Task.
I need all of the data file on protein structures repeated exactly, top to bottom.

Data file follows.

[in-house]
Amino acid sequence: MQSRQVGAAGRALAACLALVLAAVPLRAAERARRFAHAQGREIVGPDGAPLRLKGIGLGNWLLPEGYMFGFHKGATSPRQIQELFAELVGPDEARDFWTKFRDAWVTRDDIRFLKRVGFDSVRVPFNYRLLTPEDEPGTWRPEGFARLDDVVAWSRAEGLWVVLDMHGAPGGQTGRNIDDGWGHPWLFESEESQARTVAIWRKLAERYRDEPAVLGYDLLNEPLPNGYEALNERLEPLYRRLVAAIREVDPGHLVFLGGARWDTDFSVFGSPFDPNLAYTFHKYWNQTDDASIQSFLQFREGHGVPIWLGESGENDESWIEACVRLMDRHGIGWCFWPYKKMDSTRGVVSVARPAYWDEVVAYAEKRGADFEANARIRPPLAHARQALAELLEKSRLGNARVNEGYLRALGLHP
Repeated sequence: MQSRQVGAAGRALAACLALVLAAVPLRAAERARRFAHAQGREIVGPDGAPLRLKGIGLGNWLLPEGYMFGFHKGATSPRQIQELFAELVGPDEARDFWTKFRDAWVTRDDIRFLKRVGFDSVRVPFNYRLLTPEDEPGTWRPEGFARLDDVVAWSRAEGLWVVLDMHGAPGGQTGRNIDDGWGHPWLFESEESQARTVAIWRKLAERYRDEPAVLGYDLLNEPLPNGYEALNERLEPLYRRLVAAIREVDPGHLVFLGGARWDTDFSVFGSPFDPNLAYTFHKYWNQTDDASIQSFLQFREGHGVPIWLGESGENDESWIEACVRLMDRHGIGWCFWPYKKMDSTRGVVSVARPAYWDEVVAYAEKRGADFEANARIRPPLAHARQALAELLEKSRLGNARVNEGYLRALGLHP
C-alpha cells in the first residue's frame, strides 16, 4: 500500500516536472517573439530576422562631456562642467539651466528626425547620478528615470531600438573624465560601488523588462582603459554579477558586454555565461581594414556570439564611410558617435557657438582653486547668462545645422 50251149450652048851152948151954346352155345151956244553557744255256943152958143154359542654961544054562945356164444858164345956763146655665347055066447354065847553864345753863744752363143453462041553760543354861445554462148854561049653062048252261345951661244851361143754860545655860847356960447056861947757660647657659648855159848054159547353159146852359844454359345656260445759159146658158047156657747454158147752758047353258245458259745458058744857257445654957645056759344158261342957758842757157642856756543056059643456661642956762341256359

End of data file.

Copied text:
[in-house]
Amino acid sequence: MQSRQVGAAGRALAACLALVLAAVPLRAAERARRFAHAQGREIVGPDGAPLRLKGIGLGNWLLPEGYMFGFHKGATSPRQIQELFAELVGPDEARDFWTKFRDAWVTRDDIRFLKRVGFDSVRVPFNYRLLTPEDEPGTWRPEGFARLDDVVAWSRAEGLWVVLDMHGAPGGQTGRNIDDGWGHPWLFESEESQARTVAIWRKLAERYRDEPAVLGYDLLNEPLPNGYEALNERLEPLYRRLVAAIREVDPGHLVFLGGARWDTDFSVFGSPFDPNLAYTFHKYWNQTDDASIQSFLQFREGHGVPIWLGESGENDESWIEACVRLMDRHGIGWCFWPYKKMDSTRGVVSVARPAYWDEVVAYAEKRGADFEANARIRPPLAHARQALAELLEKSRLGNARVNEGYLRALGLHP
Repeated sequence: MQSRQVGAAGRALAACLALVLAAVPLRAAERARRFAHAQGREIVGPDGAPLRLKGIGLGNWLLPEGYMFGFHKGATSPRQIQELFAELVGPDEARDFWTKFRDAWVTRDDIRFLKRVGFDSVRVPFNYRLLTPEDEPGTWRPEGFARLDDVVAWSRAEGLWVVLDMHGAPGGQTGRNIDDGWGHPWLFESEESQARTVAIWRKLAERYRDEPAVLGYDLLNEPLPNGYEALNERLEPLYRRLVAAIREVDPGHLVFLGGARWDTDFSVFGSPFDPNLAYTFHKYWNQTDDASIQSFLQFREGHGVPIWLGESGENDESWIEACVRLMDRHGIGWCFWPYKKMDSTRGVVSVARPAYWDEVVAYAEKRGADFEANARIRPPLAHARQALAELLEKSRLGNARVNEGYLRALGLHP
C-alpha cells in the first residue's frame, strides 16, 4: 500500500516536472517573439530576422562631456562642467539651466528626425547620478528615470531600438573624465560601488523588462582603459554579477558586454555565461581594414556570439564611410558617435557657438582653486547668462545645422 50251149450652048851152948151954346352155345151956244553557744255256943152958143154359542654961544054562945356164444858164345956763146655665347055066447354065847553864345753863744752363143453462041553760543354861445554462148854561049653062048252261345951661244851361143754860545655860847356960447056861947757660647657659648855159848054159547353159146852359844454359345656260445759159146658158047156657747454158147752758047353258245458259745458058744857257445654957645056759344158261342957758842757157642856756543056059643456661642956762341256359